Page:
view raw text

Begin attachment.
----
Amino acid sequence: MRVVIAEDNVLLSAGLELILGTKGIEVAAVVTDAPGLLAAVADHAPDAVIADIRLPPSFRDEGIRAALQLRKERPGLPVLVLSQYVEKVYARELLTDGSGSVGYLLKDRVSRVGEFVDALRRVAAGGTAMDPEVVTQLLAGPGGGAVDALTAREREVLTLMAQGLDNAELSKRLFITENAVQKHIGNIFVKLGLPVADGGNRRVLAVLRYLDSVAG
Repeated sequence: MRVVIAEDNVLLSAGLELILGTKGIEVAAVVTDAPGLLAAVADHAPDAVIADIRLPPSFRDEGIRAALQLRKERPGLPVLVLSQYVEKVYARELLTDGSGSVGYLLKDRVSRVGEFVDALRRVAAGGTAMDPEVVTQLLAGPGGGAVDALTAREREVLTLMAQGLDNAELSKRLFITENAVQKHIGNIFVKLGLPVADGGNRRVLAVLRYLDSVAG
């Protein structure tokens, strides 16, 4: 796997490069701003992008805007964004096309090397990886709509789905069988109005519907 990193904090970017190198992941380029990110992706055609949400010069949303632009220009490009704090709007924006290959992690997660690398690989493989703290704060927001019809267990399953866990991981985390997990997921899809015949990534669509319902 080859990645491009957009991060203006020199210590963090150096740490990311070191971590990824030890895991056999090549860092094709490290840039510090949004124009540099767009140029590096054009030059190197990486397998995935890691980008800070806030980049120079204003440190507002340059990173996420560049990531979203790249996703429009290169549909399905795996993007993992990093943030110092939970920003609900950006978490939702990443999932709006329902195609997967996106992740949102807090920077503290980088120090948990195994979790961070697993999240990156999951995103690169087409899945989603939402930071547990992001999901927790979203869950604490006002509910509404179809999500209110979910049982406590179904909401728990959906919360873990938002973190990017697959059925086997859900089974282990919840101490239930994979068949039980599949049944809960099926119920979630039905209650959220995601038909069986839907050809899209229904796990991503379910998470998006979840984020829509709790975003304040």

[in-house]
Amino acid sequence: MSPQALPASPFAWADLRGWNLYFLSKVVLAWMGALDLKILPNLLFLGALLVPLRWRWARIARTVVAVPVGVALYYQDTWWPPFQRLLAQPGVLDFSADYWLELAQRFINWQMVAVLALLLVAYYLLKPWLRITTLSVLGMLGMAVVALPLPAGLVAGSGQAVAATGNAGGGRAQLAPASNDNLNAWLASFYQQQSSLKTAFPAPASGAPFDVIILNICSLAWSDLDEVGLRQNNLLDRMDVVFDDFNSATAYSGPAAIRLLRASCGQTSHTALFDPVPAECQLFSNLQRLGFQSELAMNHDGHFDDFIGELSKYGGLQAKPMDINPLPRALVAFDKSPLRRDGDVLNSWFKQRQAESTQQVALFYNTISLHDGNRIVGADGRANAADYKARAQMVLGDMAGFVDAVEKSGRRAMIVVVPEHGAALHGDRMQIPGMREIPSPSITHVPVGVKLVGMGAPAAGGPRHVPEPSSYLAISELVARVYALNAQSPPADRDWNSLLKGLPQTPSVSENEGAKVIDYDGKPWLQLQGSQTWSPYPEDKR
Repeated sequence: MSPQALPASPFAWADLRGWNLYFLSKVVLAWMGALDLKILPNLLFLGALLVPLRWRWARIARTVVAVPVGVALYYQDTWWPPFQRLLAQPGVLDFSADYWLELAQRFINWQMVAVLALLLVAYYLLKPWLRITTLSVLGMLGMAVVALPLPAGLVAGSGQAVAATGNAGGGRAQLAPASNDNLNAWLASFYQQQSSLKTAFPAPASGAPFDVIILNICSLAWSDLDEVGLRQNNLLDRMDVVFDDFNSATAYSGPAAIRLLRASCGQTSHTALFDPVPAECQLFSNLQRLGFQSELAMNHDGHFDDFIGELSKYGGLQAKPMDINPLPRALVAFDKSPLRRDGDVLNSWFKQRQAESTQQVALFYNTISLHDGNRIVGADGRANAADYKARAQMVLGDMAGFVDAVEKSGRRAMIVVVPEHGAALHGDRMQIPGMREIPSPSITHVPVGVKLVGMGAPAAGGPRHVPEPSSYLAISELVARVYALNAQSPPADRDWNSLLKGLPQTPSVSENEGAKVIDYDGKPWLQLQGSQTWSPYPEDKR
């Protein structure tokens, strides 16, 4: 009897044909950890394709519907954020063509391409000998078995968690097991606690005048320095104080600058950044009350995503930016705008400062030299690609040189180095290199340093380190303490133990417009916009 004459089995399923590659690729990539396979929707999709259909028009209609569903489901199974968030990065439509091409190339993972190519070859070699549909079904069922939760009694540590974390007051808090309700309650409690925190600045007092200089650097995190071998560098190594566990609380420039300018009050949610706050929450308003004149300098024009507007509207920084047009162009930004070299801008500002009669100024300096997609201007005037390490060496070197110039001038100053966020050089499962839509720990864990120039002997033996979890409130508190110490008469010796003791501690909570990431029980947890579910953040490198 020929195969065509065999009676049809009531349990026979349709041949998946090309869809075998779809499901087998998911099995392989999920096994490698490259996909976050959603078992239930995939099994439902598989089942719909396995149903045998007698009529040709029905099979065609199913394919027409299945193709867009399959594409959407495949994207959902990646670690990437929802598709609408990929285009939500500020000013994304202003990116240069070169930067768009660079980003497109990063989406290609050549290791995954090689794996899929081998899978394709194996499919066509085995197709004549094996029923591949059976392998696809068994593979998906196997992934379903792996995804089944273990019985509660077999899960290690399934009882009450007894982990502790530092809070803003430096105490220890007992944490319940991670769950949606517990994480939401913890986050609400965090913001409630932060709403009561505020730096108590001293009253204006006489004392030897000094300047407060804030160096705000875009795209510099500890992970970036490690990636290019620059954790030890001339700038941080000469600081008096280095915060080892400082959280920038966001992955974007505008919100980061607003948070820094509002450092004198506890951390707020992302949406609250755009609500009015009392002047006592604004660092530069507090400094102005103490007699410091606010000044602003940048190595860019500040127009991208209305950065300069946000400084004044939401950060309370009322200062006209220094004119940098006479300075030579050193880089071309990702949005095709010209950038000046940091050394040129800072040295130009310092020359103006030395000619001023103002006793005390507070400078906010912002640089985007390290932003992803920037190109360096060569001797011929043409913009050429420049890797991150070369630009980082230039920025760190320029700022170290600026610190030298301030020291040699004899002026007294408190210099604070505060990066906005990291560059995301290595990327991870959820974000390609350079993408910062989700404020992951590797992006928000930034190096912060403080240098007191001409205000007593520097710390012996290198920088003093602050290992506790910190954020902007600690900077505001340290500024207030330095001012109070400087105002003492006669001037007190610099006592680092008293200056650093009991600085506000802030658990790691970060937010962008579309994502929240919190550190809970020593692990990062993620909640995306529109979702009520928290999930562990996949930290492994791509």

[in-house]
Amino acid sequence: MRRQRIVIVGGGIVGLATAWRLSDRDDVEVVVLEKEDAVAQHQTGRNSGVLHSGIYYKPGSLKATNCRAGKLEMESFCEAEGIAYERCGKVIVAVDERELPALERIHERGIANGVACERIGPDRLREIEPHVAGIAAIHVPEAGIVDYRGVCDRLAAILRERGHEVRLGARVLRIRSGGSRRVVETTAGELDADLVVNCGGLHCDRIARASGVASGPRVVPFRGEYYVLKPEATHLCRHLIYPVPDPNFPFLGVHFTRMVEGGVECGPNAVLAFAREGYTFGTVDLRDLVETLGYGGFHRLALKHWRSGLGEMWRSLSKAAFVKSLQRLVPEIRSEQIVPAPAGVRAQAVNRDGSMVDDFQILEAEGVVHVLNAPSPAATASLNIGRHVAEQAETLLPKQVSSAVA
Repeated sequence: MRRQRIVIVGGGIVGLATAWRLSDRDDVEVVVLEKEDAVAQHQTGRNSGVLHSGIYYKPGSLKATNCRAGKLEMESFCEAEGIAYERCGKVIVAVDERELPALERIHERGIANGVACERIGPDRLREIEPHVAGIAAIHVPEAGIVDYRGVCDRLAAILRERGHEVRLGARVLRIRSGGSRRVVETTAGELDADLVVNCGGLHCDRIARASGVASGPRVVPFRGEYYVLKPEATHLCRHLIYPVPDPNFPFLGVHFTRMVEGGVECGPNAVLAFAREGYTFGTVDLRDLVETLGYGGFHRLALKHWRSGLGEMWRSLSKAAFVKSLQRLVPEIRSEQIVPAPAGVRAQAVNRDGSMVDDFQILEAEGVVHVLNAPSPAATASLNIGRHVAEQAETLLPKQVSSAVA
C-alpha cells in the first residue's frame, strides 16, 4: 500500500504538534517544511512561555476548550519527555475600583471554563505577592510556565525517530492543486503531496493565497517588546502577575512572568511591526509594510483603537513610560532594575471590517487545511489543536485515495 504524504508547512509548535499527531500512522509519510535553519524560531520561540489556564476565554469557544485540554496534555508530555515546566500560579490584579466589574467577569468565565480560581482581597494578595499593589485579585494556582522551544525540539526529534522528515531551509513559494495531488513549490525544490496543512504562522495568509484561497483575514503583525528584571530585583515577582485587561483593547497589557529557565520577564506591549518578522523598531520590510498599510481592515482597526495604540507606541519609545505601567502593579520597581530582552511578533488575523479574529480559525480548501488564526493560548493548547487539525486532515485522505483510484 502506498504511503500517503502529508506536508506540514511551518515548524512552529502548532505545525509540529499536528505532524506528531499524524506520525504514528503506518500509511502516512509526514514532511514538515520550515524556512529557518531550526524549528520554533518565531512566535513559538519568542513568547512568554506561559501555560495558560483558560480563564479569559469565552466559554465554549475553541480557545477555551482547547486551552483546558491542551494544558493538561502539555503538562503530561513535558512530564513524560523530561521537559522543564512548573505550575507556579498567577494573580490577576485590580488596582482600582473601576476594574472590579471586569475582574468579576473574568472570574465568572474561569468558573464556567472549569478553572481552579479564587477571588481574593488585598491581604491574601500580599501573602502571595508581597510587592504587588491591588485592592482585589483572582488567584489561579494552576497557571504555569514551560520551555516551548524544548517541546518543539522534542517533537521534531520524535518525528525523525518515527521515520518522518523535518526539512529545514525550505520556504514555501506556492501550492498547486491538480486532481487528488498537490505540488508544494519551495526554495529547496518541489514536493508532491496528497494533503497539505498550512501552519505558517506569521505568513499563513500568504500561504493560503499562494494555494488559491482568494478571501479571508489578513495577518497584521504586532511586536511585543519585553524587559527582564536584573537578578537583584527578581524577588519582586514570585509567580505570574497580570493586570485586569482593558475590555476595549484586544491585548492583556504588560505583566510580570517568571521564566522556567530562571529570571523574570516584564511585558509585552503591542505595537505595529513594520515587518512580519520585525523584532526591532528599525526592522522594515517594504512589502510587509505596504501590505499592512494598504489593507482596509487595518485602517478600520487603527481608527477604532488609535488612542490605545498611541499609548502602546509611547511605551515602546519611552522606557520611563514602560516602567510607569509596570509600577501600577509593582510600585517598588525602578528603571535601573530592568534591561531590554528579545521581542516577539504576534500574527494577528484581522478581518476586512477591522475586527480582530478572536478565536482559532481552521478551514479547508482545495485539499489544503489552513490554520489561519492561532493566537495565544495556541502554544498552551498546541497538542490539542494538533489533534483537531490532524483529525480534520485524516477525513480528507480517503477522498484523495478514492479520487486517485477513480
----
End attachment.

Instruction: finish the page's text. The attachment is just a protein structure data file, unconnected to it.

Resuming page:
HORSES THRIVING AT BOWIE AND BENNING. Several Hundred Quartered at the Two Tracks Are in Good Condition for Racing. By George H. Morris. Washington. D. .. February 15. — Now that it is almost certain that spring racing will be- ushered in the east with the opening of the Howie racecourse- on April 2. owners are busy at this course getting their horses in condition for the spring inaugural. Moth Howie and Benning tracks, where at least 400 horses are- epuirtered for the winter months, are much alive these days. Banana and trainers are of one opinion, and that is that the weather condi-tieais this winter has be-en Ideal in this vicinity. While it is quite true there has been about two weeks of inclement weather all told, aiace racing closed at Bowie last November, the remainder of the winter season has be-en sumniir-like. anil as a result trainers have had plenty of opportunity to work their horses oat in the opea. In talking with a prominent owner who is epiar-te-reel at the Bowie coins., he was profuse in his pralee of this track as a wintering anarter. He stated that of the 150 horses which are at the course, not one haa b en si. k all winter. Most of the horses have been taken up anil will be ready to face the barrier by the first of April without any difficulty. Washington, which has been known as one of the best racing cities in the initeil States, is awaiting the return of the thoroughbreds to these parts. Michigan Man Coming into Racing. Michigan will have a new representative on the turf in the person of Meyer Moses, well-known in Bay City. Mich., who has acquired several two-year-oMs, which he will ship to Bowie to be placed in training within a few e.ays. H is the intention of Mr. Moses, who has r tired from active business affair-, to ran- a stable of about twelve: horses. He has made a te-ntative offer to a well-known Kentucky breeder for several high class banes now in training and the offer is now being considered. Manager OHara of the Bowie course has had a force of men working all winter on his track, and when rue ing is ushered in at this course, racegoers will have- the pleasure of seeing an improvement in the course that is short of marvelous. Many new inutuel machines have been ordered and will be placed in position shortly: the grandstand has been repainted, and the floors concreted: KM new stables have been erected, and the judges stand improve el. along witli many other improvements, including the erection of a new platform from the railroad tricks to tin- course. The refusal of a license- to the new proposed track at Beagtea in Baltimore County, seems to mee t with tin approval of both the public and horsemen. They argue that Maryland now supports five mile tracks, which gives them about 150 days racing in the state during the year, not counting the- numerous half mile tracks which are: in existence, and which run alxiut another acMi-tional thirty days, making a total of about six-months racing in a year. This weald seem to be enough to satisfy the healthy thirst for racing, and they argue- that to build another course might result in adverse legislation for the thoroughbreds in Maryland. Barnard F. Carman and Dr. J. S. Tyree are among the most prominent horsemen epiartored at the Benning course, with about forty head of hoises. Beth of these owniTs report their stables to be iu excellent ceuidition, andaari- looking forward to one of the liest rating seasons ever, held iu the state of Maryland.